The 2013 Volkswagen Golf is the latest model in a run of distinctive German compact hatchbacks that has lasted more than 35 years. From the very first Rabbit introduced in the mid-1970s through several generations of Golf (and a transitory, mistaken return to the Rabbit name from 2006 through 2009), the Golf has always stood for sensible, solid, well-handling hatchbacks. The bulk of Golfs sold these days are the five-door model, though VW also offers a rare three-door hatchback that finds few buyers outside the sporty GTI and high-performance Golf R variants.
The Golf competes with compact hatchbacks like the Ford Focus, Subaru Impreza, and the Mazda Mazda3, plus the newer Hyundai Elantra GT and the Kia Forte. And the segment that's growing again, as the industry mantra that "buyers don't want hatchbacks" slowly fades. The Golf's Jetta four-door sedan sibling is still more popular, but the Golf has its place and VW is one of the few makers that's sold hatchbacks continuously in this segment.
The Golf's selling point is that it feels like more of a premium car than most of those competitors. The downside is that its European pedigree, more sophisticated technology, and high-quality interior make it one of the priciest compacts sold by a mass-market brand. The Jetta and Passat are Volkswagen's volume cars, and the Golf remains more of a niche player.
You can get a Golf with several different powertrains. The base model starts below $19,000, but while it feels perky behind the wheel, its 170-hp five-cylinder engine is neither fuel efficient nor refined. It comes with either a 5-speed manual gearbox or a six-speed automatic transmission, both rated at 26 mpg combined. The sporty GTI model is a blast to drive, powered by a smooth, flexible turbocharged 2.0-liter TSI four-cylinder engine that's rated at 27 mpg with a six-speed DSG direct-shift automatic, or 25 mpg with a six-speed manual gearbox.
The even higher-performance Golf R version, sold only with the six-speed manual, adds a version of the 2.0-liter turbo engine that produces 256 hp , powering all four wheels with a version of VW's 4Motion all-wheel drive system, a performance Haldex clutch pack, and many other improvements including stronger brakes, a lower, stiffer suspension, and dual exhaust outlets. Its gas mileage is rated even lower, at 22 mpg.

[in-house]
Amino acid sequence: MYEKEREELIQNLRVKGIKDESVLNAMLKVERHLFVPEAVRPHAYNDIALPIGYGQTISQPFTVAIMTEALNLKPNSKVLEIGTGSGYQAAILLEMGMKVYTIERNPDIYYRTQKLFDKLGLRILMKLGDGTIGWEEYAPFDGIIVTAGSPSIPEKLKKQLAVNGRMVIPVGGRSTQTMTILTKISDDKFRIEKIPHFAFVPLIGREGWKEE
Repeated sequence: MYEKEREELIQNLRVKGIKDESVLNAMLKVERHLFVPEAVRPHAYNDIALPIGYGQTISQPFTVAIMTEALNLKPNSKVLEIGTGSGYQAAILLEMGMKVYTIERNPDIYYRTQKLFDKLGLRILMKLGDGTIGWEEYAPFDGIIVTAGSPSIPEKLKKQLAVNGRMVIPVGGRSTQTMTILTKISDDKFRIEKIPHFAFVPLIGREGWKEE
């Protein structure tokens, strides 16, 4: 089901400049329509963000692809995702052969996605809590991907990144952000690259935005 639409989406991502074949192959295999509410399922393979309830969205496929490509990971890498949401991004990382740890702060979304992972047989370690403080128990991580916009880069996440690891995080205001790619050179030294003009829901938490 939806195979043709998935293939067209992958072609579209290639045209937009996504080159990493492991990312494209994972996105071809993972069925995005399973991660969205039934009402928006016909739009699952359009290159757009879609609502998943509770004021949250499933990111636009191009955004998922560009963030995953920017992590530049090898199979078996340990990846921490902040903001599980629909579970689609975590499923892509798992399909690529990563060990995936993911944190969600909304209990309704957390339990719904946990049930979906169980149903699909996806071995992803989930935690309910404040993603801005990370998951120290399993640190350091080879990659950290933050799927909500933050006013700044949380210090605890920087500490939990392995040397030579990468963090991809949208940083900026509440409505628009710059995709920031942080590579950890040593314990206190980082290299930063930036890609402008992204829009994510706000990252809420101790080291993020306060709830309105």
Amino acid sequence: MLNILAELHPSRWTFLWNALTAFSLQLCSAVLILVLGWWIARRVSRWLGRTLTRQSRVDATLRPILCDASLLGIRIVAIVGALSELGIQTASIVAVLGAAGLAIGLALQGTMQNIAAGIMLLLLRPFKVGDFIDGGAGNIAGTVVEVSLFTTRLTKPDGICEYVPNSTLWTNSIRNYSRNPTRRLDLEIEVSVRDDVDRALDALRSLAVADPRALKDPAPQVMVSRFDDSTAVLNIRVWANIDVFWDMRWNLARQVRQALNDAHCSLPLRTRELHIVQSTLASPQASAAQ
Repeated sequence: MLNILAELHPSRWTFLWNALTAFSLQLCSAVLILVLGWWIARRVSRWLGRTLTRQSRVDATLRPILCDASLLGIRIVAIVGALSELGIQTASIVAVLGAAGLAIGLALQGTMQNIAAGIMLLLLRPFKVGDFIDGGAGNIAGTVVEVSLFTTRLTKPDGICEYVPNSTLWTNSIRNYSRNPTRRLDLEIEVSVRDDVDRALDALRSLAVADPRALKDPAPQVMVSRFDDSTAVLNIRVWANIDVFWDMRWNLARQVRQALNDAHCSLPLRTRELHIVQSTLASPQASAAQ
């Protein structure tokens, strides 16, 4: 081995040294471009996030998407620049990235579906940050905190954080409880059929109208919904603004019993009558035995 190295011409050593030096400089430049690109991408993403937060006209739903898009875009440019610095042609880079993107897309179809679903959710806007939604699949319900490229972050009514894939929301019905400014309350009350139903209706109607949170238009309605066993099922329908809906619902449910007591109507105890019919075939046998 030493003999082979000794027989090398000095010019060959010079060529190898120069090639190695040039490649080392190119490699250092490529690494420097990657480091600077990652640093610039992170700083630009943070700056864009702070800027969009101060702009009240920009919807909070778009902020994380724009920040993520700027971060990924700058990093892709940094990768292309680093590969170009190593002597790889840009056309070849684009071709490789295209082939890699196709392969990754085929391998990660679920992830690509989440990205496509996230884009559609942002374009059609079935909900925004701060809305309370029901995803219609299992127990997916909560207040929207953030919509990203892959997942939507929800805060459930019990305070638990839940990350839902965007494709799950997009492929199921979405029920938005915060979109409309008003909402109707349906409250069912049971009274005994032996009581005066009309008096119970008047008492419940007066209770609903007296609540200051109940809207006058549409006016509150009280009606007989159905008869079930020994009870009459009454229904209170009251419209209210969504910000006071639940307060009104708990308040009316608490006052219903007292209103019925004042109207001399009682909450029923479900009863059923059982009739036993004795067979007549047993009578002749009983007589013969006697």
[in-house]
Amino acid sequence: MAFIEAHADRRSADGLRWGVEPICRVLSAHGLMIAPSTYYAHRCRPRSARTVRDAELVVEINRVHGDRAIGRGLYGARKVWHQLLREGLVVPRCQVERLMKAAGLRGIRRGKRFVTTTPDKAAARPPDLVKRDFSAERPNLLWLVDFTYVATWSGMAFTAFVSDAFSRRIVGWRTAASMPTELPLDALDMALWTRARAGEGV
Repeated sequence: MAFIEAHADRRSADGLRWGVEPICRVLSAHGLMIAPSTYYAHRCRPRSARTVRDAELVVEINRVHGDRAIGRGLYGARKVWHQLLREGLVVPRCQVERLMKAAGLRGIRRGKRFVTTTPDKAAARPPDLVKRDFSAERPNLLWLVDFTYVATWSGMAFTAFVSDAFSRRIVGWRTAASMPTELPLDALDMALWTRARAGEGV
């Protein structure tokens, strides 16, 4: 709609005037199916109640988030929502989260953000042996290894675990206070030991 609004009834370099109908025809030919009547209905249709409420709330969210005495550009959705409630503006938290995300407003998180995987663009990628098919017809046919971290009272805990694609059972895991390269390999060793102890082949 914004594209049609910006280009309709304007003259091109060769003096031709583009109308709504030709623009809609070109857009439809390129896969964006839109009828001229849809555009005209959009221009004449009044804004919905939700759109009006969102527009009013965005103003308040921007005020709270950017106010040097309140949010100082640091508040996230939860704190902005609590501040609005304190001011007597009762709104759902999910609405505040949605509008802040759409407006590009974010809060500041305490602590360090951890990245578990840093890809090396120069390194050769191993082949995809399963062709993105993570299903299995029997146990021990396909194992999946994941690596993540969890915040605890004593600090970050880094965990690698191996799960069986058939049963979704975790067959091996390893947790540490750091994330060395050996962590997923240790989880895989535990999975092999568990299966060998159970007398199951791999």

For fans of fuel efficiency, by far the most appealing Golf will be the TDI diesel model. The torquey, long-lived 2.0-liter four-cylinder turbodiesel engine not only delivers a combined EPA rating of 34 mpg, its owners report that the car often exceeds those numbers in real-world usage. The highway cycle rating of 42 mpg points to the diesel's true strength: its extreme efficiency running at sustained speeds. In city usage, the 30 mpg rating is less impressive. The diesel can also be ordered with a six-speed DSG dual-clutch transmission, considerably retuned to match the diesel's narrow power output band, and that combination is rewarding to drive at the same time it delivers great fuel economy. But be warned that low fuel costs don't come cheap: The Golf TDI starts more than $6,000 higher than the base gasoline version.
Behind the wheel, the 2013 Golf offers a firm but quiet and comfortable ride, with responsive electric power steering that delivers enough road feel to hide its digital origins. The TDI diesel models have slightly sportier suspension settings, and brakes are a strong point on all Golf models. Front seats are comfortable and supportive, though the Golf lacks back-seat space compared to newer compact hatchbacks--and getting into and out of the back in the three-door models is an exercise in contortion. The cabin provides a pervasive feeling of quality and refinement, with no-nonsense instruments and controls and thankfully little electronic distraction.
Compared to more value-oriented Asian imports, the Golf may not deliver quite the equipment-per-dollar level of a Kia or a Hyundai. But its features and options distance it from the "economy car" end of the compact spectrum, with TDI versions including a touchscreen display for the stereo system, satellite radio, Bluetooth, and audio controls on the steering wheel. The GTI adds more features yet, including 18-inch 'Detroit' alloy wheels, heated side mirrors, a sport steering wheel, and various exterior and interior appearance upgrades. A touch-screen navigation system and a sunroof are optional, but it comes up slightly short on the kinds of active safety systems that are now appearing rapidly even in the compact car class--specifically in newer models like the Ford Focus, which is perhaps the closest of all competitors in character and equipment to the Golf. Finally, the Golf also lacks Bluetooth connectivity in base mdoels, a notable omission.
For more details, see the full review of the 2013 Volkswagen Golf range on our sister site, TheCarConnection.
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